breed
breed

American Staffordshire Terrier

avatarChristy McDowell, LVT, VTS (ECC)

Height17 - 19"
Weight40 - 70 lbs
TypeTerrier
Life Expectancy14 - 16 years
Area of OriginUnited States

Energy Level

Playfulness

Friendliness to dogs

Friendliness to strangers

exercise requirements

affection level

friendliness to other pets

watchfulness

Grooming Requirements

Vocality

The American Staffordshire Terrier, or AmStaff, is a loyal and clever dog. The breed got its start in the arena, but years of careful breeding has toned down the desire to fight, resulting in a devoted family-friendly pet. Care must still be taken to socialize and train the AmStaff to minimize wariness and aggression.

Energy Level

Playfulness

Friendliness to dogs

Friendliness to strangers

exercise requirements

affection level

friendliness to other pets

watchfulness

Grooming Requirements

Vocality

Where Do American Staffordshire Terriers Come From?

The American Staffordshire Terrier’s origin is an unfortunate one. In the late 1800’s, Americans imported English dogs to compete in the sport of dog fighting. The AmStaff is a cross between the bulldog and terrier, which created a powerful, agile, and courageous brawler.

After dog fighting became illegal in the early 20th century, breeders reduced the aggressive tendencies so prized by their earlier owners, leaving the loyal and protective AmStaff we know and love today. The Staffordshire Terrier was accepted by the AKC in 1936, but the name was changed to the American Staffordshire Terrier in 1972 to differentiate from the English Staffordshire Bull Terrier, which is smaller and lighter than its American counterpart.

Where Do American Staffordshire Terriers Come From?

The American Staffordshire Terrier’s origin is an unfortunate one. In the late 1800’s, Americans imported English dogs to compete in the sport of dog fighting. The AmStaff is a cross between the bulldog and terrier, which created a powerful, agile, and courageous brawler.

After dog fighting became illegal in the early 20th century, breeders reduced the aggressive tendencies so prized by their earlier owners, leaving the loyal and protective AmStaff we know and love today. The Staffordshire Terrier was accepted by the AKC in 1936, but the name was changed to the American Staffordshire Terrier in 1972 to differentiate from the English Staffordshire Bull Terrier, which is smaller and lighter than its American counterpart.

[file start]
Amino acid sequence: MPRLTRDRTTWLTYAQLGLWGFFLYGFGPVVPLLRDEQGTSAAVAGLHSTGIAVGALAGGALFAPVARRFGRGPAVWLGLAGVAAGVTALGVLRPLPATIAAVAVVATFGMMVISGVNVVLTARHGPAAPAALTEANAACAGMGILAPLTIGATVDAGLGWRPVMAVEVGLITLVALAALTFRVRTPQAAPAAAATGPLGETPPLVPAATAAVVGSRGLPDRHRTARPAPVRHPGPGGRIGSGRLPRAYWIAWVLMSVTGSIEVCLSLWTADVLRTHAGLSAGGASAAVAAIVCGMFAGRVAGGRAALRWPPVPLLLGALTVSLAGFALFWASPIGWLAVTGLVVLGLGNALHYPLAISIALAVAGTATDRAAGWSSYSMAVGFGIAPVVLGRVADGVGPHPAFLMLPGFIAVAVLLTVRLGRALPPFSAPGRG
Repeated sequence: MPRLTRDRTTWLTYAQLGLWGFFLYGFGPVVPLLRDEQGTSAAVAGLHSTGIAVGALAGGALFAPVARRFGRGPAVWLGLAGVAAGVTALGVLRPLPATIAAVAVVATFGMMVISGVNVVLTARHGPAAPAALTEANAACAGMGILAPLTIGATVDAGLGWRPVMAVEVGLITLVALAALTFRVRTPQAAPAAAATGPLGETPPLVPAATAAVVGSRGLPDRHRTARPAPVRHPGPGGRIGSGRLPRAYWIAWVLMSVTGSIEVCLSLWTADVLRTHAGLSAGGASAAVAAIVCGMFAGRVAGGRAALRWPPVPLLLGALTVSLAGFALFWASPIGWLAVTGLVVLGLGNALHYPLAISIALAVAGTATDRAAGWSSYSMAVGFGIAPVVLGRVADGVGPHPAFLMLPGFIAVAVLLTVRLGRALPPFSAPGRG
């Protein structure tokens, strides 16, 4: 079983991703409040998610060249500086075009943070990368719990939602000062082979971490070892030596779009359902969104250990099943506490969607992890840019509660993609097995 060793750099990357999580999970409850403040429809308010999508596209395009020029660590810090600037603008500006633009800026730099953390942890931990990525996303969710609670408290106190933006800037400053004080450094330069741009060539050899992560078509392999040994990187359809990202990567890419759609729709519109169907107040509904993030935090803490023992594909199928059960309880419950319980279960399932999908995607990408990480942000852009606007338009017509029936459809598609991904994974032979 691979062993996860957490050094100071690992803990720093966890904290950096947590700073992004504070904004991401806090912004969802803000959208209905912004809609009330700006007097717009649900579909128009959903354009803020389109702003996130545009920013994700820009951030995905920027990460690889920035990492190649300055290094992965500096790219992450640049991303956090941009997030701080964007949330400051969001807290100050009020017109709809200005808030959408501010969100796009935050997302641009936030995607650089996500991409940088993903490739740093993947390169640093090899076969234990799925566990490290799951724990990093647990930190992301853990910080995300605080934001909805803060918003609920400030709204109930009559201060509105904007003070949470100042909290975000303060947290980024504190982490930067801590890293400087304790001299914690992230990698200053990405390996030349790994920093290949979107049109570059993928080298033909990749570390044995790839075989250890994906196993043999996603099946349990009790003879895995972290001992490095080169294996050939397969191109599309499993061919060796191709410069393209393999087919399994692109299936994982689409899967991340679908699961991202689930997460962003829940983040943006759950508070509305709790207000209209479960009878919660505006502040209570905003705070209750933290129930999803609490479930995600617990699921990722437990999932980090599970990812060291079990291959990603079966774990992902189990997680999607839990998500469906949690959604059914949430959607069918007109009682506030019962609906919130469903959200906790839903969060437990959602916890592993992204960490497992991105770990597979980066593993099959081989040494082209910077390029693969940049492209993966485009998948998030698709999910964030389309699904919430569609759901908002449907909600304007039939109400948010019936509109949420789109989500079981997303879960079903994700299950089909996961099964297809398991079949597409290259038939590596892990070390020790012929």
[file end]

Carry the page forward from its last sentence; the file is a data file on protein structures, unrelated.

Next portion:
Care

What Kind of Diet Does an American Staffordshire Terrier Need?

American Staffordshire Terriers require a nutritious diet. They tend towards obesity, so monitoring calorie intake is a must.

Caring for an American Staffordshire Terrier

What Kind of Diet Does an American Staffordshire Terrier Need?

How Much Grooming Does an American Staffordshire Terrier Need?

Are American Staffordshire Terriers Healthy Dogs?

Do American Staffordshire Terriers Need to Be Trained?

How Much Exercise Does an American Staffordshire Terrier Need?

What Kind of Diet Does an American Staffordshire Terrier Need?

American Staffordshire Terriers require a nutritious diet. They tend towards obesity, so monitoring calorie intake is a must.

What Are the Physical Characteristics of an American Staffordshire Terrier?

American Staffordshire Terriers have a strong, stocky build that is also agile and graceful. Their average height is 18 – 19″ at the shoulder for males and 17 – 18″ for females.  They generally weigh 40 – 70 pounds.

Cropping is not a necessity. It was historically done to protect against injury in dog fighting. Many regions, especially in Europe, are banning the practice of ear cropping, since it is unnecessary for companion animals and not required by the AKC. Naturally, ears are short and folded. The head is broad, with a pronounced forehead and well-developed musculature.

The body of the AmStaff is strong and compactly muscled. The shoulders are wide and the chest is broad. The back is short and slopes slightly from the shoulders to the rump when viewed from the side.

Yes. The AmStaff tail is straight and short in proportion to the rest of the body.

The forelimbs are straight and wide set to accommodate a broad chest.

The AmStaff’s coat may have varied color and markings. Their fur is short, with no undercoat.

The hind legs are well muscled and slightly shorter than the front legs. Feet are compact.

American Staffordshire Terrier Facts

1

Stubby, an American Staffordshire Terrier, became the most decorated dog during World War I, rising to the rank of Sergeant.

2

Petey, from the 1930's film series "Our Gang," was a well-known AmStaff.

3

The Buster Brown Shoes' logo features an AmStaff named Tiger.

Other Breeds to Explore

Choosing an Airedale
Choosing an Australian Terrier
Choosing a Bedlington Terrier

References

  • American Kennel Club. The Complete Dog Book. Random House Digital, Inc., 2006.
  • Morris, Desmond. Dogs: The Ultimate Dictionary of Over 1,000 Dog Breeds. Trafalgar Square, 2002.
  • Wilcox, Bonnie and Chris Walkowicz. The Atlas of Dog Breeds of the World. T.F.H Publications, Inc., 1995.

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